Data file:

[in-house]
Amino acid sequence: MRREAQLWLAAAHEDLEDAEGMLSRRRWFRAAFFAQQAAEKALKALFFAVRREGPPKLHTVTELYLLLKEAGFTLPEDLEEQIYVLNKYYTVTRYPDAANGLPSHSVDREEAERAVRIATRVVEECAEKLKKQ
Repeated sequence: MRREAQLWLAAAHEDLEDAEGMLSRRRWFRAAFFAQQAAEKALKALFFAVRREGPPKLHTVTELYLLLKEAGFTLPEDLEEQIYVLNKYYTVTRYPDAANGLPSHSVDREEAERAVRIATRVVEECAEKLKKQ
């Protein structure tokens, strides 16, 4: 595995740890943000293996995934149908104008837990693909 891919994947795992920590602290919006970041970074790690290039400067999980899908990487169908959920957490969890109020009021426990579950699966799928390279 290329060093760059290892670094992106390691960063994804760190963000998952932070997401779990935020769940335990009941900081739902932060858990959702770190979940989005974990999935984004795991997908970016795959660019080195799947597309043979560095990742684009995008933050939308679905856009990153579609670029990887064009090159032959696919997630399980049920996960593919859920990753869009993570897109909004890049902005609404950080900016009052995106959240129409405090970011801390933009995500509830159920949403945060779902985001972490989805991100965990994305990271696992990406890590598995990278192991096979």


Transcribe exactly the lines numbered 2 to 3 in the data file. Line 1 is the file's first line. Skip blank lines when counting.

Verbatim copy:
Amino acid sequence: MRREAQLWLAAAHEDLEDAEGMLSRRRWFRAAFFAQQAAEKALKALFFAVRREGPPKLHTVTELYLLLKEAGFTLPEDLEEQIYVLNKYYTVTRYPDAANGLPSHSVDREEAERAVRIATRVVEECAEKLKKQ
Repeated sequence: MRREAQLWLAAAHEDLEDAEGMLSRRRWFRAAFFAQQAAEKALKALFFAVRREGPPKLHTVTELYLLLKEAGFTLPEDLEEQIYVLNKYYTVTRYPDAANGLPSHSVDREEAERAVRIATRVVEECAEKLKKQ